Most installations are now running security level 40. However there are still too many AS/400 installations at security level 30 or below. If your AS/400 is not at security level 40 then you are not doing all that is required to protect your system.
SEARCH400.COM: Can there be a computer virus on the AS/400?
EVANS: Yes, but not likely. The architecture of the AS/400 stores programs in an internal executable form that cannot be modified by another program. The programs must be recompiled from source in order to introduce harmful code into a program and makes a virus almost impossible to propagate.
reation of a program virus is very unlikely on the AS/400. Perhaps the most likely virus would attach a validity checker program to the CL commands, which could spread to other commands. This would require access to the AS/400 and the authority to change the CL command objects. Users should be given *USE access and not *CHANGE access to commands to prevent even this minor threat.
SEARCH400.COM: How safe is it to connect an AS/400 to the Internet?
EVANS: The AS/400 is an excellent platform to put on the Internet. The built-in security of the system can make the system very secure. The system can be secured to limit what Internet users can access. However I do not recommend connecting a production AS/400 directly to the Internet. The AS/400 can be secured to prevent most of the attacks except for a denial of service attack.
The "denial of service" attack most likely will not compromise the security of the system but the attacker floods the system with requests (often invalid transactions) which keeps the system so busy rejecting the invalid requests that no useful work can be done.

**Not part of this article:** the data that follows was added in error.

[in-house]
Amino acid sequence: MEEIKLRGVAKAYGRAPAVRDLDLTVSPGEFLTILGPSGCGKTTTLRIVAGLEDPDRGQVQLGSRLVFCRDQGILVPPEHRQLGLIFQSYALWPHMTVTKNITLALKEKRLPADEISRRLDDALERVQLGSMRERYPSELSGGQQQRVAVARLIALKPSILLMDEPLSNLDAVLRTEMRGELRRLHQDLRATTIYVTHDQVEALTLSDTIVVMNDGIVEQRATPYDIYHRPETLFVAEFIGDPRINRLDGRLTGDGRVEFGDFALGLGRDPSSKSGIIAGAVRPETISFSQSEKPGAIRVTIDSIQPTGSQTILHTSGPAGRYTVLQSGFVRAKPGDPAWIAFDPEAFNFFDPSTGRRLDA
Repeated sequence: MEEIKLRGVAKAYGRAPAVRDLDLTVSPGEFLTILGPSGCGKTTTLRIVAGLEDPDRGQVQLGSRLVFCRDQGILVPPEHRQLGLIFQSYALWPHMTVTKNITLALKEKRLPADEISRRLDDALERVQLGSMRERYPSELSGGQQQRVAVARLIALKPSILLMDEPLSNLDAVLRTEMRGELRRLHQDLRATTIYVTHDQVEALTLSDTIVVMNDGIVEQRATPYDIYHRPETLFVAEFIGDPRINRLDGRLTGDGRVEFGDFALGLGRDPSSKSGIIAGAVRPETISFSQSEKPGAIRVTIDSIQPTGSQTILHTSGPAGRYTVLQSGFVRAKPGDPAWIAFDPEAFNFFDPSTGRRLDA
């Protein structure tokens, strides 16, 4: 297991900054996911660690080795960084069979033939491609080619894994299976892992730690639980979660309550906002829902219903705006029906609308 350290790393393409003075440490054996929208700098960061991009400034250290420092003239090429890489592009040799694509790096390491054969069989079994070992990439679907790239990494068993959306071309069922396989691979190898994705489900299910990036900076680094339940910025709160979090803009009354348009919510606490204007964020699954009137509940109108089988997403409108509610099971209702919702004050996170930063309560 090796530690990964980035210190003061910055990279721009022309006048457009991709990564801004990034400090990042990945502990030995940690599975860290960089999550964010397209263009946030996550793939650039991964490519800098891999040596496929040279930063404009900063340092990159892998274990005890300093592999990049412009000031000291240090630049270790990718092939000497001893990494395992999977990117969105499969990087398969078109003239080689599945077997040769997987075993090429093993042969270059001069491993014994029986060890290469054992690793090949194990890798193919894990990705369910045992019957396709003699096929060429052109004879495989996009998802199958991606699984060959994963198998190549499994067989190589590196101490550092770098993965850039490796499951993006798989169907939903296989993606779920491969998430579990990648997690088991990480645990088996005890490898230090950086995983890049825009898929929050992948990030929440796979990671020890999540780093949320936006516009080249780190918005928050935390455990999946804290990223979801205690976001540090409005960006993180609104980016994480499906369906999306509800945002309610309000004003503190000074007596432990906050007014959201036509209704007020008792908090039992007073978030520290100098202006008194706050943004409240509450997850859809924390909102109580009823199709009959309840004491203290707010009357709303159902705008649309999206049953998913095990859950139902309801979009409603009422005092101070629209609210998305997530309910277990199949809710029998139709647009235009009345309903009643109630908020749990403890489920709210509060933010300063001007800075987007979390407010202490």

The recommended strategy is to protect the AS/400 with a firewall or use a separate AS/400 for Internet transactions. Avoid directly attaching a production directly to the Internet.
SEARCH400.COM: What changes would you like to see changed with AS/400 security?
EVANS: I have already mentioned the need for secure TELNET sessions. This is critical as more AS/400 users get access over the Internet. One area that I would like to see changed is better controls over the election of objects. Security at the library level can prevent users from adding new objects to a library. (*ADD authority to the library is required to insert a new object). However deletion of an object from a library only requires minimum access to the library and access to the object. I would like to see *DELETE authority required on the library object to remove objects from the library. This change would make securing the data from accidental deletion much simpler because the control for all objects in the library could be done once.
If you would like to share your opinion of AS/400 security issues, e-mail Search400.com news editor, Kate Evans-Correia at firstname.lastname@example.org